I am an Olin College Class of 2015 student who chose to take a leave of absence for the Fall 2014 semester, which now means I'll probably graduate with the Class of '16. I arrived at Olin College in my first year, involved and actively invested in my education. Somewhere along the course of excitement about new projects and clubs, long nights spent working, gleeful over-exploring of subject matters, and critical thinking about the Olin culture and curriculum, something about my mentality changed.
I went through my junior year, feeling like I was simply skating. I still strove to produce quality work in my projects, but I no longer felt the active investment in my classes that I did as a First Year. For the first time in my college career, in a place that I had elected to put myself after high school, I was being passive about something I deeply cared about: my learning. At that time, I felt like I was no longer open to the mode of learning that Olin was presenting to me. It wasn't because the classes had necessarily changed in quality, but my interaction with the curriculum had altered. I felt like if I forced myself to go back to Olin then to power through my final year, I would not be able to learn as much in the same time period as if I placed myself in an entirely new environment. Therefore, for the sake of my active education, I chose to take a Leave of Absence (LOA).
To me, an LOA represented time that I could sneak away from these "nebulous" (thanks Slater!) college years to experience something different before I had to get thrown into the "young professional" life. I wanted to do something that I would want to tell stories about. It was quite a whimsical thought to me--stolen time. Also, as an aspiring dancer, engineer, and artist who loved to travel, there was no shortage of things that I could focus on.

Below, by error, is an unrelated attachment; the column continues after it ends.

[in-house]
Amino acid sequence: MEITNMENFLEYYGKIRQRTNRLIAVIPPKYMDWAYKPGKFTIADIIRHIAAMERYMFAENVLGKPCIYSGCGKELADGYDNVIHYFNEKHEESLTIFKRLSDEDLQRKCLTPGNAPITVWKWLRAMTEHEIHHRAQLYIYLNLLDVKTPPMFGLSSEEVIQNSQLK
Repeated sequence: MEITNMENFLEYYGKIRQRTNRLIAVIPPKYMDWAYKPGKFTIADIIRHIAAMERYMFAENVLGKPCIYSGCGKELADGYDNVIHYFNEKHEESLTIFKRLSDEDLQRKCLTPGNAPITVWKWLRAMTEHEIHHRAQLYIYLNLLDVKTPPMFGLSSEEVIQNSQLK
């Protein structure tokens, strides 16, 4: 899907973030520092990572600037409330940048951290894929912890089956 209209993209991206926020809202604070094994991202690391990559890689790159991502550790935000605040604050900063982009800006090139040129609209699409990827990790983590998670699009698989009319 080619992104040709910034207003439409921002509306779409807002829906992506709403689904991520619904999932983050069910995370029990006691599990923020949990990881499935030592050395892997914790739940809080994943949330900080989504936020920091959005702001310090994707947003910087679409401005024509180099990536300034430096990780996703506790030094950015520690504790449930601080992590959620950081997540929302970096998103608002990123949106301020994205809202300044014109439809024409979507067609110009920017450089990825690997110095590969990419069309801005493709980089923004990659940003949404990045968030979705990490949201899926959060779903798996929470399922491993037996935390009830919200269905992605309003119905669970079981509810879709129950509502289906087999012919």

So where did I end up? Skill-wise, I went to work part-time as a Production and Robotics Engineering Intern at Artaic: Innovative Mosaics (http://www.artaic.com/) near the Seaport area of Boston. The company makes the digitally customizable mosaic medium more accessible to artists, designers, and architects through faster robotic production of mosaic murals. They also have a healthcare branch dedicated to applying their "pick and place" technology to pill packaging. Additionally, to develop a different facet of myself, I picked up metalworking. I'm exploring non-ferrous metalsmithing and pattern-welded knife making. I even found some cool people at a local dance studio to learn choreography with!
Artaic's mosaic assembling robot arm!
This small, bronze vessel (not the teapot!) is one of three that I made for tea enjoyment.
My in-process blade
Socially, I've established a lot of new networks in the Boston area. I love my co-workers at Artaic who brought in hair clippers on my last day (Halloween) and got a similar, short haircut as myself. I've had the luck of befriending some talented and aspiring bladesmiths who have shared with me their different interests and perspectives.
Personally, in my newly adopted city, I've learned to live slowly, taking long walks through the city during the beautiful autumnal season. I needed this time for my own personal growth, and I made the decision to take an LOA to accomplish just that. I'm not going to passively skate through any part of my life, least of all the parts that concern my own learning. If that means taking a different route sometimes, then let it be!
I am excited to return to Olin in January 2015 to continue exploring my passions in engineering!
Sunset from the kitchenette at Artaic
Fall foliage suspended in a pond near Brookline
The view of the skyline at nighttime from a jungle gym on Mission Hill